My father was her youngest, an unwanted afterthought. There was never much love between them or between him and his father, but he was dearly loved by his siblings, who all died in their early 50s. So those two, mother and son, had to battle it out for long years all alone. Sometimes, this makes me so sad, other times it explains a lot. But mostly it's just a confusing mess.
I know that I try to push my idea of family onto him. He fights it mostly. But as long as I come with a cake or some other treats, he'll open the door.

08 February 2015

Thanks to Robert, I spent most of last night with John Martyn. This is nothing new because John  Martyn features highly in this household. You could say that his music has been the soundtrack of my life with R, right from the very early hours. There was one particularly frantic dash across London in the summer of 1979 to hmv records where I spent most of my money on any and all of his albums before racing back to Victoria Station with seconds to spare before the boat train left.

So I watched the bbc documentary and of course he comes across first as a rite messer - the loudmouth, the wild one, the drugs and the drink. It's all there. But also there is the sadness, the quiet genius, the minute glimpses of deep loneliness and honesty. I read somewhere that he referred to himself as not a folksie, but a funksie. Whatever, his music made my life better in so many ways.

05 February 2015

You can deal with whatever life brings you even if you find yourself between a rock and a hard place.

Too long for a bumper sticker.

04 February 2015

Your word for today is: ninguid, adj.
† ninguid, adj.
[‘ Snowy; covered in snow.’]
Forms:  ningid,   ninguid
Etymology: <  post-classical Latin ninguidus (also ningidus) snowy, covered in snow (late 4th cent.) <  classical Latin ninguis snow (cognate with snow n.1) + -idus -id suffix1.
 Obs. rare—0.
  Snowy; covered in snow.
1656  T. Blount GlossographiaNingid or Ninguid, where much Snow is.

03 February 2015

don't be afraid of the light that shines within you

Today, I remembered that once again I forgot all about Imbolc - and it's the most positive day of the year! When the light comes back!! Celebrate!!!

Instead, I gathered my wits and my miserable little bits of energy in a tight bundle and took the train down the magic river valley, all grey nothingness with the odd snow covered north-facing slope. In a feeble attempt to limit exposure to yet another load of infectious agents I opted for first class. No, that's an outright lie, because when I booked the ticket online, weeks ago, I fell for the upgrade spiel and clicked on the magic button, maybe secretly guided by some deeper knowledge of this prolonged bronchitis encounter, who knows.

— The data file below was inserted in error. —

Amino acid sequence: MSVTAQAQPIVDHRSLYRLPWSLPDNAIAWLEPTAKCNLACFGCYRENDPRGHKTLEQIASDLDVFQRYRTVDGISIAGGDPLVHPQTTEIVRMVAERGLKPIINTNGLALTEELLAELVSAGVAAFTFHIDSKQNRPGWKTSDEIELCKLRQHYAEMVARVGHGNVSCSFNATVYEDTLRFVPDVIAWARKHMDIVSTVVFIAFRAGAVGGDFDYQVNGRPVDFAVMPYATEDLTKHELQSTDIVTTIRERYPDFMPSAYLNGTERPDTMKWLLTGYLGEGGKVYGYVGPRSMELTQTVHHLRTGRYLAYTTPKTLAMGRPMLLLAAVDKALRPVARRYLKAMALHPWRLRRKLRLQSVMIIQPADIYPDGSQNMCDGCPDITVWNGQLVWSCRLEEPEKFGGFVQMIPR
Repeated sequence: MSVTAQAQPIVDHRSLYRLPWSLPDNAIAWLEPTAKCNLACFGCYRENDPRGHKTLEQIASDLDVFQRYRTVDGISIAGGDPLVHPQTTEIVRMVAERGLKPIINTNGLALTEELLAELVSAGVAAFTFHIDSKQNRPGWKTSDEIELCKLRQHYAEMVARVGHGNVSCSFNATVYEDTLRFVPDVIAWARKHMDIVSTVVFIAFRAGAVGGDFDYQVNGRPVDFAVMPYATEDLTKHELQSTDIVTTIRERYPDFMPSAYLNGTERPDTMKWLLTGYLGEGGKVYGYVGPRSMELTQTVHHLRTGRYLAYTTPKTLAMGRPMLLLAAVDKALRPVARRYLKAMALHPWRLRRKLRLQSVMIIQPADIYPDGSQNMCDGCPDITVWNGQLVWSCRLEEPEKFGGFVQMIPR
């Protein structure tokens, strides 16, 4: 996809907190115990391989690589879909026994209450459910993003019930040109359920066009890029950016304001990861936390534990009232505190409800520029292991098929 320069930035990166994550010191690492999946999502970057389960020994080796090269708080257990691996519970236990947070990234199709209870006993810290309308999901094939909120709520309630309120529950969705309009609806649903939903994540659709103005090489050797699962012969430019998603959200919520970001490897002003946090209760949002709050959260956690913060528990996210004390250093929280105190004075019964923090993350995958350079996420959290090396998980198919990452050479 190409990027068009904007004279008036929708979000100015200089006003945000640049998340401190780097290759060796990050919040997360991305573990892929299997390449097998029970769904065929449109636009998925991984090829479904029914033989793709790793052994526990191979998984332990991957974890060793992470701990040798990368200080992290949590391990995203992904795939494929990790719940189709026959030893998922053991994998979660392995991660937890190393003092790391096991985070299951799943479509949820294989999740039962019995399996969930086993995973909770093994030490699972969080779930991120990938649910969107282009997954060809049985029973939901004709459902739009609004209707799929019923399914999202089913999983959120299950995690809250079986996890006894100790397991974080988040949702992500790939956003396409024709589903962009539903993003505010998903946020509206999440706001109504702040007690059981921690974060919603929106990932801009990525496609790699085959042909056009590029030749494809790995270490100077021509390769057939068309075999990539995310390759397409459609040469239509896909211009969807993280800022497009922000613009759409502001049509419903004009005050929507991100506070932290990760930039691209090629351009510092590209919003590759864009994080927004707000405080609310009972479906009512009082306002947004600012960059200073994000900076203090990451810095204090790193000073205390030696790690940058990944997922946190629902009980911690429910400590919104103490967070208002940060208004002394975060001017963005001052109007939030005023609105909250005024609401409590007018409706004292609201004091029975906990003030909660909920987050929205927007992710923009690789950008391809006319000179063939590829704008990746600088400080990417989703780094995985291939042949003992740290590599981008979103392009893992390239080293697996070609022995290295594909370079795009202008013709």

Well, first class with all its legroom, fancy antimacassars and free coffee is boring and very very silent. Surrounded by blasé people who probably think that eye contact is spreading diseases I occasionally had to fight the urge to unplug my headphones and share this amazing podcast. Just to prove that I was not listening to some rubbishy pop or whatever they all thought I was doing. It almost felt as if my mother sat across from me. Almost. Actually, she would have enjoyed that podcast.

My lovely doctor was ill today, so I was seen by her boss who is an eminent authority on autoimmune vasculitis in this neck of the woods. Thanks to my lowly statutory health insurance status I usually never come near her. Which is just as well. She greeted me with Do you always have such dark rings under your eyes? My mother would have walked right out of the room, but I stayed, obviously, and got the full treatment incl. throat and nose swabs (yes, they do hurt). 

I must have looked a fright after that because the taxi driver offered me a lozenge and when I asked whether he had seen any sunlight, he turned of the main road, switched off the meter and showed me the view over the hills with a tiny bit of sun hiding behind the clouds. Then he told me all about hockey and how he used to play it when he was a boy in Pakistan and how people foolishly think cricket is superior. I almost asked him to come back with me to my first class compartment, we would have a great conversation.

Once again, I am waiting for results while pretending to enjoy my fabulous life. No, no, seriously: spring is on its way, all will be well.